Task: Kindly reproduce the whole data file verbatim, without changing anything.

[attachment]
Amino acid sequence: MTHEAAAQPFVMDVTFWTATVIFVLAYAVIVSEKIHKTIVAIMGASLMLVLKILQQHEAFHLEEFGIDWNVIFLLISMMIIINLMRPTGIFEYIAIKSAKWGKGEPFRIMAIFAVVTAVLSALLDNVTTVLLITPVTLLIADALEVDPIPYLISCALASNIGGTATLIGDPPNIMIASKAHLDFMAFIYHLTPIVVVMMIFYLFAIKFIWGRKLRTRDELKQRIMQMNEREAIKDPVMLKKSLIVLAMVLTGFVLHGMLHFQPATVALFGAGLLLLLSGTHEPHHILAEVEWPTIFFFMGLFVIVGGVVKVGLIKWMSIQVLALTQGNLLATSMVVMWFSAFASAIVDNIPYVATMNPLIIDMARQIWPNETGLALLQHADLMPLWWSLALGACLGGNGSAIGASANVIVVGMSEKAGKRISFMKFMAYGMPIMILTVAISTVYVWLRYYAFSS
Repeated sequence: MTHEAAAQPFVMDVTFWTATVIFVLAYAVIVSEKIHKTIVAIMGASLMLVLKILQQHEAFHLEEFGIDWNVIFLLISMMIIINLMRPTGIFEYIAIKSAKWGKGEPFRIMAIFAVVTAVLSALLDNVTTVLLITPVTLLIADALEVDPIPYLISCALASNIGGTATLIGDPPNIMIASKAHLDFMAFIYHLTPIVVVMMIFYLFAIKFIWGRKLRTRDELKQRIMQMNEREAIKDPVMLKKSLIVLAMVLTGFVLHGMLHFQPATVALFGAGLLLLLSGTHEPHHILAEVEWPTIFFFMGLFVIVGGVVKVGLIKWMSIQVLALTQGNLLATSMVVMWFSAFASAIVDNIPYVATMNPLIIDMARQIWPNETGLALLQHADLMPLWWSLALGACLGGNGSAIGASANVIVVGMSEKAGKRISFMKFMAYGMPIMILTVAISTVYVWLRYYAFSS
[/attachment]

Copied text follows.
Amino acid sequence: MTHEAAAQPFVMDVTFWTATVIFVLAYAVIVSEKIHKTIVAIMGASLMLVLKILQQHEAFHLEEFGIDWNVIFLLISMMIIINLMRPTGIFEYIAIKSAKWGKGEPFRIMAIFAVVTAVLSALLDNVTTVLLITPVTLLIADALEVDPIPYLISCALASNIGGTATLIGDPPNIMIASKAHLDFMAFIYHLTPIVVVMMIFYLFAIKFIWGRKLRTRDELKQRIMQMNEREAIKDPVMLKKSLIVLAMVLTGFVLHGMLHFQPATVALFGAGLLLLLSGTHEPHHILAEVEWPTIFFFMGLFVIVGGVVKVGLIKWMSIQVLALTQGNLLATSMVVMWFSAFASAIVDNIPYVATMNPLIIDMARQIWPNETGLALLQHADLMPLWWSLALGACLGGNGSAIGASANVIVVGMSEKAGKRISFMKFMAYGMPIMILTVAISTVYVWLRYYAFSS
Repeated sequence: MTHEAAAQPFVMDVTFWTATVIFVLAYAVIVSEKIHKTIVAIMGASLMLVLKILQQHEAFHLEEFGIDWNVIFLLISMMIIINLMRPTGIFEYIAIKSAKWGKGEPFRIMAIFAVVTAVLSALLDNVTTVLLITPVTLLIADALEVDPIPYLISCALASNIGGTATLIGDPPNIMIASKAHLDFMAFIYHLTPIVVVMMIFYLFAIKFIWGRKLRTRDELKQRIMQMNEREAIKDPVMLKKSLIVLAMVLTGFVLHGMLHFQPATVALFGAGLLLLLSGTHEPHHILAEVEWPTIFFFMGLFVIVGGVVKVGLIKWMSIQVLALTQGNLLATSMVVMWFSAFASAIVDNIPYVATMNPLIIDMARQIWPNETGLALLQHADLMPLWWSLALGACLGGNGSAIGASANVIVVGMSEKAGKRISFMKFMAYGMPIMILTVAISTVYVWLRYYAFSS